he movement of producing sustainable, environmentally mindful, American made clothing and fiber has been a growing topic of discussion, especially here in Central Oregon. Asking where our clothing is coming from and who is making it is becoming more common, and the discussion continues with the 140-year-old Imperial Stock Ranch in Shaniko, Oregon, producer of sustainable and natural wool, yarn and apparel. Jeanne Carver, part owner of Imperial Stock Ranch, has become an advocate for sustainable fiber production and has promoted, marketed and created collaborations with local fiber artists and designers in order to change the way we see fiber and ranch industry. “What got us interested in this vein of production was simply about survival,” Carver explains. “The wool industry was crashing in the late ‘90s and buyers didn’t think the ranching industry was relevant anymore. Obviously they did not know wool as the ‘miracle fiber’ that it is and how important it actually is to maintain.” Tremendous obstacles including changing commodity markets, loss of processing and manufacturing infrastructure for textiles and the growing pressures from meat imports, the economic viability of raising sheep was severely threatened. The Carvers began creating retail products from their raw commodities as a way to maintain the presence of sheep as a vibrant part of Imperial Stock Ranch. Though Carver’s formal studies were not in agriculture or marketing, she has been able to attach the power of where these products come from and highlights the importance of the ranch’s heritage and nurturing of the land.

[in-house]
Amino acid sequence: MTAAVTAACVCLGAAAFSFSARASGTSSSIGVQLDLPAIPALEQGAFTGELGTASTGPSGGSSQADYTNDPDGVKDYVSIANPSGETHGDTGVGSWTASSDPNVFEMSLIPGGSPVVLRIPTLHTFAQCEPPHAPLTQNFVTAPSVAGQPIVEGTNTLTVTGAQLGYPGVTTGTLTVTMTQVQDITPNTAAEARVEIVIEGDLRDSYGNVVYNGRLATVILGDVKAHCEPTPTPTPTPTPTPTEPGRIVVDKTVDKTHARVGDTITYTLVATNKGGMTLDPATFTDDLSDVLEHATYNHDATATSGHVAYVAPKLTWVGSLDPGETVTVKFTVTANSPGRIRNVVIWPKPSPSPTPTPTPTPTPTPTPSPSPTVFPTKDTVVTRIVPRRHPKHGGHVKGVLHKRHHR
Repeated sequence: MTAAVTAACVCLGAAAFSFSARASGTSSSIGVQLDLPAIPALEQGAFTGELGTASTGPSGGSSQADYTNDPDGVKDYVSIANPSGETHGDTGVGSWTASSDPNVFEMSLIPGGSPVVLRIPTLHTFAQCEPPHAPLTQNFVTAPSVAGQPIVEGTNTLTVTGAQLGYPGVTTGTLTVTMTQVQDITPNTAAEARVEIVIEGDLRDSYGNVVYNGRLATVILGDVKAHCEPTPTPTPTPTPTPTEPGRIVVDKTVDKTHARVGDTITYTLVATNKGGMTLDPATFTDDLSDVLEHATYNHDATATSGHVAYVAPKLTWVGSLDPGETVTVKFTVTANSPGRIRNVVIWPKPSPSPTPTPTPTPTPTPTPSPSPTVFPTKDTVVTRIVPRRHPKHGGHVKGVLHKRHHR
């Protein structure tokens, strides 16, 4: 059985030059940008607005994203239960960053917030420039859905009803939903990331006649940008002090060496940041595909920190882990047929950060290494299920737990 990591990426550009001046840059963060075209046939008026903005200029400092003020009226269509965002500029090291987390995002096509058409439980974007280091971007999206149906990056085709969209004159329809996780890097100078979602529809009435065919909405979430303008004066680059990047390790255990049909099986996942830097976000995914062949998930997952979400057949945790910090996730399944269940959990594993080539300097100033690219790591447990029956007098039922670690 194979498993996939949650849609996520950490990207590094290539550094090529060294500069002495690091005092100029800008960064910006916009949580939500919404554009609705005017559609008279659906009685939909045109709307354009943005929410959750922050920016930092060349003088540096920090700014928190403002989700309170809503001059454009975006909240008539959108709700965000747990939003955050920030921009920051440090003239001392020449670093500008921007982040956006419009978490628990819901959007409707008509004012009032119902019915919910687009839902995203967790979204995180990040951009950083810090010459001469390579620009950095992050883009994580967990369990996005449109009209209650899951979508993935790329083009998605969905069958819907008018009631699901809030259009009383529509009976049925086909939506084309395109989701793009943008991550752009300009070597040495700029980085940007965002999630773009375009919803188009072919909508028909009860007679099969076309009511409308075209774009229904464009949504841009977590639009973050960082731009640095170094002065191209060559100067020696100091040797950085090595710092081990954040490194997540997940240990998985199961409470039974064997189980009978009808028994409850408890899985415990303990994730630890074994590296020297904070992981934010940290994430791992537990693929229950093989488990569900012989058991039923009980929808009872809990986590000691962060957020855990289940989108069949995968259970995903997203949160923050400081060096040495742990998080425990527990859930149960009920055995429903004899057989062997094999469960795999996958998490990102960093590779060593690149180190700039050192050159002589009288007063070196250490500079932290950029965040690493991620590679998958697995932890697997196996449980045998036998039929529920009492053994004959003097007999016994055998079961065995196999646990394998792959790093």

54 Bend FASHION Quarterly•fall 2016
FROM JEWELRY TO HATS & FASHIONS IN BETWEEN STORY BY TORI YOUNGBAUER & MAGDALENA BOKOWA
JEANNE CARVER SUSTAINABLE FIBER